(Photo: Cal Micro Recycling CEO Roy Dann)
BY RICK WEINBERG, CALIFORNIA BUSINESS JOURNAL
When the price of personal computers dropped to a staggeringly low cost of $499 in 2000, Roy Dann said, “That was a warning sign to me.”
A warning sign that the computer world was in the midst of drastically changing – and all the industries associated with it, including manufacturing, distribution, sales and maintenance.
Since the day Dann graduated from Washington University in St. Louis, Mo. with a Master’s degree in Mechanical Engineering, he has been involved in computers. For the first few years of his career, he was in the computer hardware wholesale business and eventually wound up starting and owning his own firm when he moved to California.
But when PC prices spiraled to under $500, that was the day the game – and the industry – changed forever.
“At that price, there was no money left to be made for the middle man,” Dann says. “The market was becoming slimmer and slimmer. At the same time, the cell phone market was growing dramatically. So I was looking for something else to get into. Everything I’ve ever done professionally was in computer hardware. For me to get out of that field completely would have been very difficult.”
So Dann assessed his situation, conducted months of research, and discovered that the ideal field for him to enter at that point in his life and career was recycling electronic devices – everything from computers, hard drives and TVs to cell phones and batteries.
At the time – and still today – e-waste recycling is one of the fastest-moving industries in the world. And Dann’s company, Cal Micro Recycling, is among the leading e-waste recycling companies in California for government agencies, schools, manufacturers, corporations, cities, and general businesses.
Just based on the amount of e-waste weight Cal Micro recycles annually – more than 30 million pounds — it is ranked among the top three certified companies in the state and has revenues of more than $14 million.
Handling and recycling electronic devices – carefully and responsibly — is critically important in this digital age that is in constant motion. Globally, nationally and locally, there are government entities and other environmental organizations that keep a very close eye on the disposal of electronic devises with the strictest of regulations.
That’s because these devises contain lead, mercury, chromium, cadmium, gold, silver, platinum, cyanide, sulfuric acid, copper, palladium, arsenic and other harmful materials – harmful to the environment and to the population.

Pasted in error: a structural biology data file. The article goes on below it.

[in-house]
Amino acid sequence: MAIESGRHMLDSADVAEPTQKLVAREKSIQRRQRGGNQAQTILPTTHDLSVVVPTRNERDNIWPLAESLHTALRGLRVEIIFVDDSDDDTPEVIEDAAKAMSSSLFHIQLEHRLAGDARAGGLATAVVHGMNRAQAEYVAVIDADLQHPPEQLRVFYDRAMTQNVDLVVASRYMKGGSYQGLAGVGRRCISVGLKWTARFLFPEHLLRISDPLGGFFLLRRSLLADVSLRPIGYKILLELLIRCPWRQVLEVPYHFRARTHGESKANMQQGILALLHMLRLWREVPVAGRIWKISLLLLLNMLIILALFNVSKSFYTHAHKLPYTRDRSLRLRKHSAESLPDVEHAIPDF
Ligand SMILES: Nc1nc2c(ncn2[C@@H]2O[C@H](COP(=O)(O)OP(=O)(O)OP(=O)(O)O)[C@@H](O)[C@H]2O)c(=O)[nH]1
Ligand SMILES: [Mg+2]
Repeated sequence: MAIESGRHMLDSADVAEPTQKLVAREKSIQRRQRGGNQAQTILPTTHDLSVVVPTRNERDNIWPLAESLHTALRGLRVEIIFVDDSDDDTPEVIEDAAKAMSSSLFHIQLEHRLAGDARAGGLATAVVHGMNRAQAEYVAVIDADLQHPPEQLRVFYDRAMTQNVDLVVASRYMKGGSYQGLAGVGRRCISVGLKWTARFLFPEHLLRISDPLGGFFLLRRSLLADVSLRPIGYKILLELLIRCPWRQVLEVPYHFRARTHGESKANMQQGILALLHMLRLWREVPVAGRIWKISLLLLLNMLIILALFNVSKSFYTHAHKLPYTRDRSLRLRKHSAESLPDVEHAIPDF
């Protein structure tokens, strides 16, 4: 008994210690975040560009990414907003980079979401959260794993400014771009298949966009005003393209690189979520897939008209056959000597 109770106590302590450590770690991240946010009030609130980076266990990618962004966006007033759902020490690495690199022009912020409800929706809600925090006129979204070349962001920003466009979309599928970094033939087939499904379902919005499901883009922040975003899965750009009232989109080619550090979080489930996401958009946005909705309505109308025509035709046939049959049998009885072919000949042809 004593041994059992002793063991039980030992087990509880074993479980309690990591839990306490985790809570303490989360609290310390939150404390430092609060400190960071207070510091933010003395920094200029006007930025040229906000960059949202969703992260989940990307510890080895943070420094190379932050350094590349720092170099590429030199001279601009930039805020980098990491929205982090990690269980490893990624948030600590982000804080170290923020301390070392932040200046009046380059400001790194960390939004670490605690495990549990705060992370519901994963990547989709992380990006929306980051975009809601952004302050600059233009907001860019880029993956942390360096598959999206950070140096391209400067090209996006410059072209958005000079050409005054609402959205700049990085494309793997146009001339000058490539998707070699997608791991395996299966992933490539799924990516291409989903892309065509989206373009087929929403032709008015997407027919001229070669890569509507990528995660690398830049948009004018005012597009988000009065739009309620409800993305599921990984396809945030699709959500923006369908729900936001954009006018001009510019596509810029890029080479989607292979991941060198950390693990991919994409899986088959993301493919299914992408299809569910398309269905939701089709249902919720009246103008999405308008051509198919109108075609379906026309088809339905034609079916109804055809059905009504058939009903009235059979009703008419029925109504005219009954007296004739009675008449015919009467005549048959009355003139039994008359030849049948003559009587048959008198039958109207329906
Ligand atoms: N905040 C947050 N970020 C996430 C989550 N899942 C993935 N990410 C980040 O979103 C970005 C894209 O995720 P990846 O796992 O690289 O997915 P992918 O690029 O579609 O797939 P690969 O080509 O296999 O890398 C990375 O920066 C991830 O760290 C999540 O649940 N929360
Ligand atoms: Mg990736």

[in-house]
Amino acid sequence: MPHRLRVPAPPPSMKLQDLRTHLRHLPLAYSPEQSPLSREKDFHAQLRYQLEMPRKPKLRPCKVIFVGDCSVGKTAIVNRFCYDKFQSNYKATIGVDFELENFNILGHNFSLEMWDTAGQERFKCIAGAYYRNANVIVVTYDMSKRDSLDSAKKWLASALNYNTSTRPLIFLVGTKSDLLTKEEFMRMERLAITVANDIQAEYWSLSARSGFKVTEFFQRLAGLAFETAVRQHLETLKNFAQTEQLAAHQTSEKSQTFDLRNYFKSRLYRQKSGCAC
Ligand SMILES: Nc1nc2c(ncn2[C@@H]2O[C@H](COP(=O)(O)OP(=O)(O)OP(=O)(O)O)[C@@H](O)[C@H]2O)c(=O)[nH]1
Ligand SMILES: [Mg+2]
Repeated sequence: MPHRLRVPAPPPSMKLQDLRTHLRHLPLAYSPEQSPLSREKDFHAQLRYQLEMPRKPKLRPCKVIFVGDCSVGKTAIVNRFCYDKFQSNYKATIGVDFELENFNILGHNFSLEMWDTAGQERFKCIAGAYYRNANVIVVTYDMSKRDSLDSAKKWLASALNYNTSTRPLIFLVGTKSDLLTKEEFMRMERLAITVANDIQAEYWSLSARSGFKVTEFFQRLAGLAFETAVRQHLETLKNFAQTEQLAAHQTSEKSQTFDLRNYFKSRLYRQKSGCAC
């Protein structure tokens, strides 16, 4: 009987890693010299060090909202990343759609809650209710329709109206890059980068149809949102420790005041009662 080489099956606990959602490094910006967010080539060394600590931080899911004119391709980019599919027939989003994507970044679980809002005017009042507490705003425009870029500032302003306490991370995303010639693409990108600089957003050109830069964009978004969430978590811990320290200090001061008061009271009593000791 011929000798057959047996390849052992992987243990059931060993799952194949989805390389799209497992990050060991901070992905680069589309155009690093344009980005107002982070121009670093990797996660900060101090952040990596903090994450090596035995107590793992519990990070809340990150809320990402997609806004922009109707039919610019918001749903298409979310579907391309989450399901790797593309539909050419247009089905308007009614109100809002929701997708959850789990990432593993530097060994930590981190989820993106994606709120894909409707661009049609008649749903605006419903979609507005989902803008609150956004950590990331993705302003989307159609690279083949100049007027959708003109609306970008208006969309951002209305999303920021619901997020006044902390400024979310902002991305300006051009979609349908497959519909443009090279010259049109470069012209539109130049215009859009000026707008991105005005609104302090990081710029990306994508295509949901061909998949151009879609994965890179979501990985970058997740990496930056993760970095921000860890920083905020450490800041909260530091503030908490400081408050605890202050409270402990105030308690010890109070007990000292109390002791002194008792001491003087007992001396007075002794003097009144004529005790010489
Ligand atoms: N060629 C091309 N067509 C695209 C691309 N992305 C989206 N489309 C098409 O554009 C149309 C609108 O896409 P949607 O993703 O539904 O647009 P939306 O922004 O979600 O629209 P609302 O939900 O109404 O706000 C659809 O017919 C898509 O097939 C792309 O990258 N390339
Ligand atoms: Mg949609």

“The problem with e-waste is that you can’t incinerate them because it produces toxic gas,” says Dann, who has an 80,000 square foot processing facility. “Secondly, you can’t bury them in the ground because after rain, the lead and other harmful metal materials inside of it seep into the ground and it starts dispersing. And you can’t stop it. As soon as the chemicals are introduced to our environment and landscape, the cycle of pollution is put into place.”
Through such common environmental occurrences as erosion and heavy rain, the pollutant chemicals end up in oceans, streams, lakes and eventually in drinking water.
“Studies, research, and reports on this topic are staggering,” Dann says.
According to the Environment Protection Agency, the U.S. produces more e-waste annually than any other country.
The amount of electronics that Americans throw away every year is 9.4 million tons.
Sadly, only 12.5% of the e-waste is recycled, according to the EPA.
Nearly 50 million tons of e-waste are discarded every year — and only between 10 to 40 percent of it is disposed of properly, according to the United Nations.
Approximately 350,000 mobile phones are disposed of each day, according to the EPA.
That’s more than 150 million phones in one year.
That’s also $60 million in gold and/or silver tossed away every year.
For every million cellphones that are recycled, hundreds of pounds of materials can be recovered: 35,000 pounds of copper, 772 pounds of silver, 75 pounds of gold and 33 pounds of palladium, according to the EPA.
Apple knows how to recoup money – it recaptured 2,204 pounds of gold — worth $40 million — from recycled devices in 2015 alone, according to the company.
Moreover, to further illustrate the impact, recycling one million laptops saves the energy equivalent to the electricity used by 3,657 U.S. homes in a year, according to the EPA.
“The best thing – the only thing — to do is recycle and re-use the devises,” Dann says. “This way, we spend less energy, less money and less destruction to the environment.”
He pauses for a moment and says, “The way things are going, trash is eventually going to overrun the earth. That’s a very scary observation. So I feel I’m doing society a great service by delaying this process. On average, we process roughly two million pounds of e-waste monthly, effectively preventing them from ending up in our landfills.”
Cal Micro Recycling
1541 Brooks St.
Ontario, Calif. 91762